Long shrouded in mystery, this nebulous hidden database has long been a source of burning curiosity to SQL Server administrators and developers alike. Like a mirage in the deep desert, as soon as you get close, it is no longer there. Like a shimmer seen from the corner of your eye, as soon as you look at it straight on, it disappears.
When the very early betas of SQL Server 2005 came out, and we were told that there was a new invisible system database, true SQL Server geeks were not content to just accept that at face value. We had to find a way to see what Microsoft did not want us to see. And a way was found...
Although in most situations, SQL Server does not show you this database, it does leave evidence that even a mediocre tracker can find. If you look in your SQL Server's default data directory (by default, C:\Program Files\Microsoft SQL Server\MSSQL.1\MSSQL\Data) you'll see the files for this database, which are not actually named 'Resource', but rather something quite a bit longer. The files are mssqlsystemresource.mdf and mssqlsystemresource.ldf. These files are quite necessary to your SQL Server's operations. If you try to move, drop or rename these files while your SQL Server is running, you will get a message that the files are in use. If you stop your SQL Server and move, drop or rename one of these files, your SQL Server will not start.
These files support a database called mssqlsystemresource, which, as alluded to in the title of this post, is referred to as the Resource database. This is the database where the definitions of all programmable system objects are stored, such as your system stored procedures, system functions and all the definitions of the new metadata views. This includes the compatibility views like sysdatabases and sysobjects, as well as the catalog view like sys.databases and sys.partitions. For all practical purposes, this database is 'read only'. During upgrades, a new Resource database will replace the old, with enhancements to existing object definitions along with new object definitions. And because you can see the definitions of any objects using the sp_helptext procedure or the object_definition function, there should be no need to actually access this database.
But because it's there, we must. In early betas, geeks of my acquaintance quickly discovered that you could stop your SQL Server and copy the mssqlsystemresource.mdf and mssqlsystemresource.ldf files. Your SQL Server can then be restarted normally, and then you can attach the two copied files under a new database name that becomes as accessible as any other user database. Of course, any change to the objects in this cloned database would have absolutely no impact on the real object definitions stored in the real Resource database.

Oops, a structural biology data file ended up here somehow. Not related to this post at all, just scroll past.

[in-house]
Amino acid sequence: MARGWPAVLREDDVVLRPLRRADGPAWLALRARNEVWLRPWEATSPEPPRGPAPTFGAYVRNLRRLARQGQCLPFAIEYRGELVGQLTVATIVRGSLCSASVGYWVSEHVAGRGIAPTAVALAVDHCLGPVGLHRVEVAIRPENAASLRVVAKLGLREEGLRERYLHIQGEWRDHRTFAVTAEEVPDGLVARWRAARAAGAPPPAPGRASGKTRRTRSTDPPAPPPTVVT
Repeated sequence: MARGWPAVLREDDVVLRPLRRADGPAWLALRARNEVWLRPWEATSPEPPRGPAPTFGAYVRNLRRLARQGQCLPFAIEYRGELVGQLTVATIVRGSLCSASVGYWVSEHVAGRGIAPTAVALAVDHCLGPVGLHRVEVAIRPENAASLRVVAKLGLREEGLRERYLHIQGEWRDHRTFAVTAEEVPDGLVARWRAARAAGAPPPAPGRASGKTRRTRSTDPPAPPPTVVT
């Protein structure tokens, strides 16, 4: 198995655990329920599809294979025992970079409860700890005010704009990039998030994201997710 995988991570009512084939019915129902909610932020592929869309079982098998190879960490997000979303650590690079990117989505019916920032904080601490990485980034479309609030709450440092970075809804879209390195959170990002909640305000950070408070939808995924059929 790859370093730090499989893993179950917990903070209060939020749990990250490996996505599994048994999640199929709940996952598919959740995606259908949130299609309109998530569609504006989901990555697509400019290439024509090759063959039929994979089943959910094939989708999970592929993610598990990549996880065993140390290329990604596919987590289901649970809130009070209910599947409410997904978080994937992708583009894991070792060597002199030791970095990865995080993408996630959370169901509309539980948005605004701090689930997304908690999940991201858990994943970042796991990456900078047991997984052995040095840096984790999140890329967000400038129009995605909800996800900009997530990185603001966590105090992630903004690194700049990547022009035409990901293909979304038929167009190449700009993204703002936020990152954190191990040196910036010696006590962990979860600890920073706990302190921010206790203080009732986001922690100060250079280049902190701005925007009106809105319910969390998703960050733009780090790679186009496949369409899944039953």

A second method of access was determined closer to the time of SQL Server 2005's release. If you start your SQL Server in single user mode, the Resource database is available. This doesn't mean changing a database property to 'single user', it means stopping your SQL Server, and restarting with the -m flag.
I mentioned this little tidbit to the students in the SQL Server internals class that I was teaching in Melbourne a few weeks ago, and one of the students sent me a followup email indicating that he tried to do this. He started his SQL Server with -m, but could not 'see' the hidden database. So I decided to do some further investigation.
It turns out that even in single user mode, you still cannot see this hidden database. If you select from sys.databases, you will not see the database. But you can still USE the database:
You can verify you are in the Resource database, by running the following:
It turns out that the definition of the sys.databases view has a specific exclusion for the Resource database. It joins several real system tables together, and then includes this filter:
WHERE d.id < 0x7fff
The value 0x7fff is 32767 in decimal, which is the id of the Resource database. You can see this for yourself by looking at the real system table. Inspecting the definition of sys.databases further, you can see that the 'd' prefix corresponds to the table sys.sysdbreg. As a real system table, you can only see the data in this table when you have connected to SQL Server using the Dedicated Administrator Connection (DAC). Once you have done that, you can see the names and id's of all databases:
SELECT id, name FROM master.sys.sysdbreg
Here's a subset of the output I get when I run the above query:
So you can now poke around all you want, but you'll probably find it rather boring. There really is nothing in the Resource database that you can't see using documented interfaces, but some people won't believe it until they see for themselves.